Lance Armstrong, stripped of his seven Tour de France titles and now facing deeper scrutiny, marks one of the most dramatic examples of an athlete’s fall from glory. In the end, Armstrong’s legacy may be more for his charity work than his superhuman racing, but he’s not the first athlete to have had his achievements rescinded.
The American Jim Thorpe was denied his two 1912 Olympics gold medals when it was discovered that he had participated in professional sports — although his medals were restored in 1982, about 30 years after his death. Ibragim Samadov of the 1992 Unified Team was stripped of his Olympic bronze medal following a temper tantrum at the awards ceremony, and Ara Abrahamian was stripped of his bronze medal in 2008 for similar reasons.
But technicalities and sportsmanship aside, the majority of athletes who have lost their honors have performance-enhancing drugs to blame.
Commonly known as doping, there is a long history of athletes taking performance-enhancing drugs. Ancient Olympic athletes attempted to boost testosterone by eating sheep testicles, a prime source for testosterone; they also used hashish, cola plants, cactus-based stimulants and fungi with varying rates of success. The ﬁrst documented case of doping is in 1865, when Dutch swimmers used stimulants. In the late 19th century, European cyclists used a variety of drugs, including Vin Mariani, a cocaine-laced wine used to alleviate pain and exhaustion.
During the 1904 Olympics, American track star Thomas Hicks was given a large glass of strychnine, brandy and egg whites. Due to the lack of regulations in the early games, Hicks’ gold remained his own, however, he immediately retired and never raced again. (Apparently, strychnine can have that effect on people.)
The NFL began testing in 1987, added suspensions in 1989, and instituted year-round random testing in 1990. Since these rules have been in effect, 54 players have been suspended.
But beyond suspensions, the following athletes actually lost their Olympic medals or international titles — and their achievements as some of the world's greatest athletes will forever be questioned.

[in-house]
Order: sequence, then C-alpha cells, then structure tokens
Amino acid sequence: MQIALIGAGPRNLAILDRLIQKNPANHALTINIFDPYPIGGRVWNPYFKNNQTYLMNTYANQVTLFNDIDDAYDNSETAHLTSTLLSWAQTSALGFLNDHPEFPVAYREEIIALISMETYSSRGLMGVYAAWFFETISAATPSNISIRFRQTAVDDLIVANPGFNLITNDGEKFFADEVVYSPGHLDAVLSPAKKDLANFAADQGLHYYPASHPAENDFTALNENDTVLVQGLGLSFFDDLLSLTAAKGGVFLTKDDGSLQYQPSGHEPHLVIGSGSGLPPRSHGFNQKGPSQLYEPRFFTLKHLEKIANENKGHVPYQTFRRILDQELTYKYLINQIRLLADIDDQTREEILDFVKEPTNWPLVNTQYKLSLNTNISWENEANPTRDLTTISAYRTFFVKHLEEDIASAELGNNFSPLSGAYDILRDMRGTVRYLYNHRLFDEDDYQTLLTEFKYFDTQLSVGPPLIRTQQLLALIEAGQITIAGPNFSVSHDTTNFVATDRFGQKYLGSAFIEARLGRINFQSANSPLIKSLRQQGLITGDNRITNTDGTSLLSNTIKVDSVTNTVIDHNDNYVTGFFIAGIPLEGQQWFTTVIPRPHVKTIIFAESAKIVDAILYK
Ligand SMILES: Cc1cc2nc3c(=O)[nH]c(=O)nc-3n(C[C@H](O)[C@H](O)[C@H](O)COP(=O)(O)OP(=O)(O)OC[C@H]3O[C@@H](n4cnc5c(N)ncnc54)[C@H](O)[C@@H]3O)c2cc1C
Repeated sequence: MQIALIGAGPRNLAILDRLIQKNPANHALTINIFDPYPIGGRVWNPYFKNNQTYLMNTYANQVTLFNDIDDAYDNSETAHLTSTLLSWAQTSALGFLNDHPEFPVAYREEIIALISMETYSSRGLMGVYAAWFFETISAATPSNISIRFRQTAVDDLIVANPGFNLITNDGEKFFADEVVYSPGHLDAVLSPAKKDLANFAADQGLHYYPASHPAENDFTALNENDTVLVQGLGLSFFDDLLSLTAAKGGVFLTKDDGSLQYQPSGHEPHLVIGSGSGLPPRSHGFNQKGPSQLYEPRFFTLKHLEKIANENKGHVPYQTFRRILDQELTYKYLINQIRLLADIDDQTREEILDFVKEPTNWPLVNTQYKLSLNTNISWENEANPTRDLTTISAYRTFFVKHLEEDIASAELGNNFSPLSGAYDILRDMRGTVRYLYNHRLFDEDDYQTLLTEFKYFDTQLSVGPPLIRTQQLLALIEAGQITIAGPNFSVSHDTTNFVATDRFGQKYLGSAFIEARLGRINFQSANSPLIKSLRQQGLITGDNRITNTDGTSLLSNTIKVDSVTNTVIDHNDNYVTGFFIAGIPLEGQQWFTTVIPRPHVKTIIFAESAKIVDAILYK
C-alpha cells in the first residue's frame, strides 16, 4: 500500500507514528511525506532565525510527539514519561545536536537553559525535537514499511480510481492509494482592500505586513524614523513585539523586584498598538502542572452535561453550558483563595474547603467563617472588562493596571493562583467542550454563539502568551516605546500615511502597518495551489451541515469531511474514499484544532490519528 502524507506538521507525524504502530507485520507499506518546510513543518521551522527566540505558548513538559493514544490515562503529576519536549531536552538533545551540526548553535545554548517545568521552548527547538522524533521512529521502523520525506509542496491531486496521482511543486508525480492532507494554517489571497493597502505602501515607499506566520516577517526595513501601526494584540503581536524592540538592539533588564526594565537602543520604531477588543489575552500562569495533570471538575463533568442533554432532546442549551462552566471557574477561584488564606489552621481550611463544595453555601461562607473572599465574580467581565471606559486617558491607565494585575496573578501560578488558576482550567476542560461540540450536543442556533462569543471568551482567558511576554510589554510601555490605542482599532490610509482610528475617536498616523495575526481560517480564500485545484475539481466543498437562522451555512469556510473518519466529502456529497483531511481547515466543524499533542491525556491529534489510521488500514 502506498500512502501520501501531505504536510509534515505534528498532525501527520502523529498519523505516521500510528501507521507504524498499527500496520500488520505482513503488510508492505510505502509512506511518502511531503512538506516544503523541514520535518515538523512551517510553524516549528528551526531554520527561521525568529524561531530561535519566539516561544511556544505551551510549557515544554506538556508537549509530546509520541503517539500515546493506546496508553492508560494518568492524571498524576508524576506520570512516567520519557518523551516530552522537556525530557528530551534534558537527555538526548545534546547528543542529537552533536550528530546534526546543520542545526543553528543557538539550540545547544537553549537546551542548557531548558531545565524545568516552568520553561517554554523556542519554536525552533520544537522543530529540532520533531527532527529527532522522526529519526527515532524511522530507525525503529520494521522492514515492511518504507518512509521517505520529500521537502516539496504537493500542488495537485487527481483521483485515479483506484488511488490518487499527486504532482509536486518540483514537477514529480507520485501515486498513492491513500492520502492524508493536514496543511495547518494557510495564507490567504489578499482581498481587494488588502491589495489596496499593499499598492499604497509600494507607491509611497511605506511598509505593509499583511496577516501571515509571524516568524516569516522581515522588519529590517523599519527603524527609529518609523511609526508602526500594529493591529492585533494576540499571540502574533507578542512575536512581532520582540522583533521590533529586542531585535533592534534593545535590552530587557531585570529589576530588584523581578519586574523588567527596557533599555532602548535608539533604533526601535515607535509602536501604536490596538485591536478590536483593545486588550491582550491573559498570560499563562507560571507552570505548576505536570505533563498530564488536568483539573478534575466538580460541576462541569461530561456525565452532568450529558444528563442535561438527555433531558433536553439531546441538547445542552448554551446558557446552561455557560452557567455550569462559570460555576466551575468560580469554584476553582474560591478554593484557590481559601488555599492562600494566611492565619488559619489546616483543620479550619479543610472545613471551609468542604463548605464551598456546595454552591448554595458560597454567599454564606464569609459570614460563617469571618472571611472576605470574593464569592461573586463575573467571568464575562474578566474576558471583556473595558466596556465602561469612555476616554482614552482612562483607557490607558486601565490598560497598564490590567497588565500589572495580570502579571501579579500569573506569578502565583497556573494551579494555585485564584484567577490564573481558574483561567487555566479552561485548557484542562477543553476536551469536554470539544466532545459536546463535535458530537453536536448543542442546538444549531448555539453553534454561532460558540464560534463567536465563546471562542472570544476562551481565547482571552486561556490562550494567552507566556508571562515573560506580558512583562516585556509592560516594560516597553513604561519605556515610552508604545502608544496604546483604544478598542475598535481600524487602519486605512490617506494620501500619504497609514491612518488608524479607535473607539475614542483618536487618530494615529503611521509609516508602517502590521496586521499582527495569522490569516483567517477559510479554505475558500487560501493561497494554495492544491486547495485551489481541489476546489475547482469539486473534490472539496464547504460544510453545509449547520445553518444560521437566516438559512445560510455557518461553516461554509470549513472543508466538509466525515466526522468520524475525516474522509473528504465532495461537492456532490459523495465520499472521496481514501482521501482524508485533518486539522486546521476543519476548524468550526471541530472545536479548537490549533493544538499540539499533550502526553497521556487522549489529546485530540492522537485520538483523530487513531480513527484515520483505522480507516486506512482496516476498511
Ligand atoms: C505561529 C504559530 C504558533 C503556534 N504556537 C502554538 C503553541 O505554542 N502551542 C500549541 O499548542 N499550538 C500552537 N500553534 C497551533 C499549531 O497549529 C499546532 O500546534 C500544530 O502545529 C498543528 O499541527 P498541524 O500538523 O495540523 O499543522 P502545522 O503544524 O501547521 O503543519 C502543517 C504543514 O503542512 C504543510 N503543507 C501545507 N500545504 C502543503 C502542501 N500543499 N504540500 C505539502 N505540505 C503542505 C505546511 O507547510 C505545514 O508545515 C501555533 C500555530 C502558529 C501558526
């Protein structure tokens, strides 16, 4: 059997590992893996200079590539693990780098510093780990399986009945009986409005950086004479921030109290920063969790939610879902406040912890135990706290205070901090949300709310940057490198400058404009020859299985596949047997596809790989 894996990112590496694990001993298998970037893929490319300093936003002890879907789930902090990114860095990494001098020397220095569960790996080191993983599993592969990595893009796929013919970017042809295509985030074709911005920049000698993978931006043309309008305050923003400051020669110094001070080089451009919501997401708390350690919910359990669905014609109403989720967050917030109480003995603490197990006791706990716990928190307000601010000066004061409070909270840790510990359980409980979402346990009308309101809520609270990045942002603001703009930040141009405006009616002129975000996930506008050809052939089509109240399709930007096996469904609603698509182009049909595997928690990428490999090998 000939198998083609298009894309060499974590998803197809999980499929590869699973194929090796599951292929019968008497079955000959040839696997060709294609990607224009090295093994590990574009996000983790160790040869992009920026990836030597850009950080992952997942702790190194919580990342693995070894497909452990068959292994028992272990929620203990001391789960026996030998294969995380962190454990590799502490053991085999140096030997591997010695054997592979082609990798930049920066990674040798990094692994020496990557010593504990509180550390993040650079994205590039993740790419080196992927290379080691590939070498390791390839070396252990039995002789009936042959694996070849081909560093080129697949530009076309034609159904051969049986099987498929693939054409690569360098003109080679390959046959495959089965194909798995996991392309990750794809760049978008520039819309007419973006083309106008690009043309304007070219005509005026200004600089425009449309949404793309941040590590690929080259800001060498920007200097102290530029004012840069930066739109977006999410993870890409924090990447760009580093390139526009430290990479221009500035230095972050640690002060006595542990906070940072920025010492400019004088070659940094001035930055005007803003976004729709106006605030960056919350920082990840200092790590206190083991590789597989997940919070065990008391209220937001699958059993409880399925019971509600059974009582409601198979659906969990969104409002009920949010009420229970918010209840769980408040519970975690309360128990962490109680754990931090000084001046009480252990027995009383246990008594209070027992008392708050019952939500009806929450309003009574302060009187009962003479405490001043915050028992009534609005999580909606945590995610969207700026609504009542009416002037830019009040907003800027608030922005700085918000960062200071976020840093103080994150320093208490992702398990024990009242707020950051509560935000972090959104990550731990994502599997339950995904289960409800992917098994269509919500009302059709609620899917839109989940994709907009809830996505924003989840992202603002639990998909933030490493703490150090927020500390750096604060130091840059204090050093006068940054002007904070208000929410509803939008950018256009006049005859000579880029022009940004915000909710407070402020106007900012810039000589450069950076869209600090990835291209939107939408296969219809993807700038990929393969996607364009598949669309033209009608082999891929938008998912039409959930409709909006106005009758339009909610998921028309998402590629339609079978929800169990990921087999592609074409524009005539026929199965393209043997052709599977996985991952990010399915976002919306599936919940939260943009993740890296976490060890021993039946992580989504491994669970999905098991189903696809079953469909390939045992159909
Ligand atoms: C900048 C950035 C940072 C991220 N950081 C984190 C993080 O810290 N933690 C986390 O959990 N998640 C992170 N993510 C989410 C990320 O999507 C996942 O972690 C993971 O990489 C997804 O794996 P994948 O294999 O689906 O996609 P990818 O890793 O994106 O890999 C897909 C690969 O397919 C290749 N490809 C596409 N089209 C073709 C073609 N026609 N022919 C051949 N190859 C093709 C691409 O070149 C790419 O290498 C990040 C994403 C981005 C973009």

1. Hans-Gunnar Liljenvall
The 1968 Olympic Games in Mexico City saw the ﬁrst instance in which an athlete was disqualiﬁed for drug use. Liljenvall, a member of the Swedish modern pentathlon team, was stripped of his bronze medal after his blood alcohol level was found to be above the allowable limit. Apparently, he drank a few cold ones prior to the event to soothe his nerves. The entire Swedish men’s team had to forfeit its bronze medals.
2. Ben Johnson
Six of the eight finalists at the 100-meter final during the 1988 Seoul Olympic failed drug tests or were implicated for their use during their careers. Gold winner Ben Johnson, whose remarkable performance earned him the title of the "fastest man in the world," had his medal stripped shorty after his phenomenal performance when he tested positive for the banned steroid stanozolol.
3. Marion Jones
The first woman to win five medals (three gold, two bronze) at the Sydney Olympics in 2000, track superstar Jones eventually tested positive for performance-enhancing drugs and pleaded guilty to federal charges stemming from perjury. Jones was stripped of her medals in 2007, banned from the 2008 Beijing Olympics and sentenced to six months in prison and two years of probation.
4. Barry Bonds
With a record-setting seven Most Valuable Player awards, the 14-time All-Star and 8-time Gold Glove-winner holds seemingly endless Major League Baseball records, perhaps most famous being the all-time Major League Baseball record of 762 home runs. Questions remained about Bonds’ use of steroids and he was indicted on charges of perjury and obstruction of justice for allegedly lying to a grand jury. There were no medals to be stripped, and he was not suspended per Major League Baseball collective bargaining agreement, but his legacy will forever have an asterisk attached.
5. Floyd Landis
American cyclist Floyd Landis won the Tour de France in 2006, but urine samples showed he was using synthetic testosterone. He denied the claim, but his title was stripped and he was banned for two years. He consistently has professed his innocence, but has since been in hot water for fraudulent fundraising to pay for his defense.
6. Alberto Contador
One of five riders to have won all three Grand Tours of road cycling, Contador was the winner of the 2007 Tour de France, the 2008 Giro d'Italia, the 2008 Vuelta a Españaand and the 2009 Tour de France. He also won the 2010 Tour de France and the 2011 Giro d'Italia, but was stripped of these titles later after being found guilty of doping.
7. Lance Armstrong
After trudging through more than a decade of doping allegations, Armstrong announced that he would not seek to arbitrate the United States Anti-Doping Agency’s charges against him, allowing the agency to ban the cyclist for life from involvement in any sport that follows the World Anti-Doping Code. Armstrong will also be stripped of his historic seven Tour de France titles as well as medals and earnings from races.
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